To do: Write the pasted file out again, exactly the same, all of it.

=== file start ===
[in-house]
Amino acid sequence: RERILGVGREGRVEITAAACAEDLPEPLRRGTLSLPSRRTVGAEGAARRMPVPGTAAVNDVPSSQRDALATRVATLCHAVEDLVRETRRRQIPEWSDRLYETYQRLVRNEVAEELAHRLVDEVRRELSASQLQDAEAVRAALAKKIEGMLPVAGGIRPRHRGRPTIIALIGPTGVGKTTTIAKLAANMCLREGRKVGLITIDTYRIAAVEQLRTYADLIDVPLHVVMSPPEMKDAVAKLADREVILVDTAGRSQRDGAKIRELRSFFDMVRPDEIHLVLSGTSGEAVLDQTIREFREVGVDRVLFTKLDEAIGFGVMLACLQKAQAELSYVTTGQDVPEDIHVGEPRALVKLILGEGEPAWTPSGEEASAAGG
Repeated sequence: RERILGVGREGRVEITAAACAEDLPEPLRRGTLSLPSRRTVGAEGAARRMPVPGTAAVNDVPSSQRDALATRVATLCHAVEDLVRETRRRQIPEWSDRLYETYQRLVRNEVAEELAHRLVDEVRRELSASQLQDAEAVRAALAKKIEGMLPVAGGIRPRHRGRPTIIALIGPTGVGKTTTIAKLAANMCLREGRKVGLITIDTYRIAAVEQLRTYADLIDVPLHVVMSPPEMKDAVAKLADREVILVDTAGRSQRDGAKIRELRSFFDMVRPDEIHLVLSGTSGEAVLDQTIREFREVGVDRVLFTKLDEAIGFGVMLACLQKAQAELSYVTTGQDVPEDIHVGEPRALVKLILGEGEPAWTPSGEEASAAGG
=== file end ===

[in-house]
Amino acid sequence: RERILGVGREGRVEITAAACAEDLPEPLRRGTLSLPSRRTVGAEGAARRMPVPGTAAVNDVPSSQRDALATRVATLCHAVEDLVRETRRRQIPEWSDRLYETYQRLVRNEVAEELAHRLVDEVRRELSASQLQDAEAVRAALAKKIEGMLPVAGGIRPRHRGRPTIIALIGPTGVGKTTTIAKLAANMCLREGRKVGLITIDTYRIAAVEQLRTYADLIDVPLHVVMSPPEMKDAVAKLADREVILVDTAGRSQRDGAKIRELRSFFDMVRPDEIHLVLSGTSGEAVLDQTIREFREVGVDRVLFTKLDEAIGFGVMLACLQKAQAELSYVTTGQDVPEDIHVGEPRALVKLILGEGEPAWTPSGEEASAAGG
Repeated sequence: RERILGVGREGRVEITAAACAEDLPEPLRRGTLSLPSRRTVGAEGAARRMPVPGTAAVNDVPSSQRDALATRVATLCHAVEDLVRETRRRQIPEWSDRLYETYQRLVRNEVAEELAHRLVDEVRRELSASQLQDAEAVRAALAKKIEGMLPVAGGIRPRHRGRPTIIALIGPTGVGKTTTIAKLAANMCLREGRKVGLITIDTYRIAAVEQLRTYADLIDVPLHVVMSPPEMKDAVAKLADREVILVDTAGRSQRDGAKIRELRSFFDMVRPDEIHLVLSGTSGEAVLDQTIREFREVGVDRVLFTKLDEAIGFGVMLACLQKAQAELSYVTTGQDVPEDIHVGEPRALVKLILGEGEPAWTPSGEEASAAGG